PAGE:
By now you've probably heard the thunderclap that just went round the API ecosphere – Google is deprecating a host of APIs. After years of building developers' trust in their platform, Google is effectively pulling the rug out from under many services built not only for commercial means, but for non-profit and educational causes too.
Proving to be too popular, the Google Translate API will be discontinued December 1 due to what the company characterizes as "extensive abuse." Effective immediately, rate limits will be greatly reduced. The search giant announced plans to shutter a dozen APIs in all, though most were older and less used than Translate.
Whether you call it the Telephone Game or Chinese Whispers, it has to be one of the favorite games that we played as kids. The thrill of hearing a completely different phrase than the original one made the game so much fun. Google’s Pamela Fox has taken this popular game to an automated online version using the Google Translate API and created a social experience that is bound to keep you trying some phrases just for the hilarious output produced at times.
Automated language translation is a great way to bridge the language barrier, but while the solutions available today will allow you to get the general gist of text written in another language, the results are far from perfect and not suitable for many scenarios. Now myGengo has an API that can help.
The Haitian earthquake disaster prompted a quick response from tech companies, who have provided practical applications to aid in the disaster response. The Microsoft Translator Team has pitched in by announcing that Creole, a language spoken by nearly 80% of Hatians, is now supported in its language translation service Bing Translator.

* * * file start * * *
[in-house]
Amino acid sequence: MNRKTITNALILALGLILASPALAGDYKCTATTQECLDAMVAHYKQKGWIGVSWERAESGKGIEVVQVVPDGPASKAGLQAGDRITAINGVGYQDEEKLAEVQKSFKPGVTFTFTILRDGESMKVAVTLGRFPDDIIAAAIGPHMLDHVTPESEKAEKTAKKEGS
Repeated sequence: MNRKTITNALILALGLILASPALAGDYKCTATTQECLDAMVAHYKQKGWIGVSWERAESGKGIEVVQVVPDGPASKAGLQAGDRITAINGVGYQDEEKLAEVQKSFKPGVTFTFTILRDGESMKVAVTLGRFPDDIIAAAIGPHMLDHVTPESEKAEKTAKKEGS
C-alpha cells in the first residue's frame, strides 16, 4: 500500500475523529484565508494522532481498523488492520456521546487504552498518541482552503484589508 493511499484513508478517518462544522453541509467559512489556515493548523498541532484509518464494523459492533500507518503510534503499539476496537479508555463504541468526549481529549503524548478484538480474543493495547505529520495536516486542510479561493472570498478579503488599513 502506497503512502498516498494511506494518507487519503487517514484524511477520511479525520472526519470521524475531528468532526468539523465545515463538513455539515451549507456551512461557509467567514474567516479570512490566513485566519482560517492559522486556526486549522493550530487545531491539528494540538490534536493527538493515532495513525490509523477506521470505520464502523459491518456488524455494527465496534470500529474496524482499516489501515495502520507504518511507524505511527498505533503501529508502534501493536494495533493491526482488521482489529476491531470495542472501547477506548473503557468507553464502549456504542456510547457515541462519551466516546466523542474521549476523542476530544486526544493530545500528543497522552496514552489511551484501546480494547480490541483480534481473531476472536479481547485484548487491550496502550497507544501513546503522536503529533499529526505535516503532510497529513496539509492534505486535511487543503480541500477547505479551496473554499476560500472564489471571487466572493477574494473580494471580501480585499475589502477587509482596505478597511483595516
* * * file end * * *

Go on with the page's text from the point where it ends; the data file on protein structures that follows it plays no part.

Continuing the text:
Did you know that leraar is a Dutch word? A new API, LangID can help you with those pesky language identification problems. Feed it a string of text and the API returns the name of the language, its ISO code and even an image of the flag for a country that speaks the language (the latter could be a hot-button political issue--watch out). You can choose your output as either XML or browser-friendly JSON. (More details at our LangID API profile.)
Google has just released a new Virtual Keyboard API as part of its AJAX Language API that should enrich sites that use forms to collect information from multi-lingual users. This new API (our Google Virtual Keyboard API Profile) allows users to input text into form fields in a variety of languages (and corresponding characters) without the need for a physical keyboard or specialized software.
If you've ever wanted to programmatically translate text from one language to another directly from code, there's a new web service from Microsoft Research you might want to try. It's the recently announced new Microsoft Translator AJAX API and web widget. The API provides automated translation of web pages and portions of web pages into 12 different languages including Arabic, Chinese, French, German, Japanese, Korean, Polish, and Russian. The Microsoft Research team plans to add more languages over time.